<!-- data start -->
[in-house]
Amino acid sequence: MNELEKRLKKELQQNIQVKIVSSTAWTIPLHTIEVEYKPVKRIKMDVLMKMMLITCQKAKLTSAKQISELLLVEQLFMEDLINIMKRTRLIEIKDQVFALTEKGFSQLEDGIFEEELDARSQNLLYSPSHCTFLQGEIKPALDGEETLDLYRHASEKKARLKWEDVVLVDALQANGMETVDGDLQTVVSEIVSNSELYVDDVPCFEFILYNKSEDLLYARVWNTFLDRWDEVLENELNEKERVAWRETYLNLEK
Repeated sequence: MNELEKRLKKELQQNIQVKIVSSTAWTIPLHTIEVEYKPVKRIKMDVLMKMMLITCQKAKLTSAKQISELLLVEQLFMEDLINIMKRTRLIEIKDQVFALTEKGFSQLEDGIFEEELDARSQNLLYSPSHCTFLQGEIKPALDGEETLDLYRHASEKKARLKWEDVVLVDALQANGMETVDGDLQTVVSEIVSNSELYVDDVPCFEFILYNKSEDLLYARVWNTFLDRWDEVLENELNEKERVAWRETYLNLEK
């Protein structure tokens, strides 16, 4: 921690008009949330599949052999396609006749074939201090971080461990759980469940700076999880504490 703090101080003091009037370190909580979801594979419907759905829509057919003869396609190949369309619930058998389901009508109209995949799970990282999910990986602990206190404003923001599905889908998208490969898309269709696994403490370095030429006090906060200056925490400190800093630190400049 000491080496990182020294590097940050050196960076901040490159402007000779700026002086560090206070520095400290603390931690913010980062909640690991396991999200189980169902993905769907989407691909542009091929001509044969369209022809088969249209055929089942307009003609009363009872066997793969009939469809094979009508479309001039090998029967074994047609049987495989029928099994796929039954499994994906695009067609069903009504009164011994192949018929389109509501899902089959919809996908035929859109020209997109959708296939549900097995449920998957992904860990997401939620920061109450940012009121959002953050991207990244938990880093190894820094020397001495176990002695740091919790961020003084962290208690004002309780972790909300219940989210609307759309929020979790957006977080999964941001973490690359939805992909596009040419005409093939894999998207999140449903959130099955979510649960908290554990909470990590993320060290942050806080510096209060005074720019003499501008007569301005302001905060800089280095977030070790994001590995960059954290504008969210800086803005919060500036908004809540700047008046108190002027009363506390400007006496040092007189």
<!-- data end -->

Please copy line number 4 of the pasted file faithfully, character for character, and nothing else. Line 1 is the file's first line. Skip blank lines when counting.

């Protein structure tokens, strides 16, 4: 921690008009949330599949052999396609006749074939201090971080461990759980469940700076999880504490 703090101080003091009037370190909580979801594979419907759905829509057919003869396609190949369309619930058998389901009508109209995949799970990282999910990986602990206190404003923001599905889908998208490969898309269709696994403490370095030429006090906060200056925490400190800093630190400049 000491080496990182020294590097940050050196960076901040490159402007000779700026002086560090206070520095400290603390931690913010980062909640690991396991999200189980169902993905769907989407691909542009091929001509044969369209022809088969249209055929089942307009003609009363009872066997793969009939469809094979009508479309001039090998029967074994047609049987495989029928099994796929039954499994994906695009067609069903009504009164011994192949018929389109509501899902089959919809996908035929859109020209997109959708296939549900097995449920998957992904860990997401939620920061109450940012009121959002953050991207990244938990880093190894820094020397001495176990002695740091919790961020003084962290208690004002309780972790909300219940989210609307759309929020979790957006977080999964941001973490690359939805992909596009040419005409093939894999998207999140449903959130099955979510649960908290554990909470990590993320060290942050806080510096209060005074720019003499501008007569301005302001905060800089280095977030070790994001590995960059954290504008969210800086803005919060500036908004809540700047008046108190002027009363506390400007006496040092007189």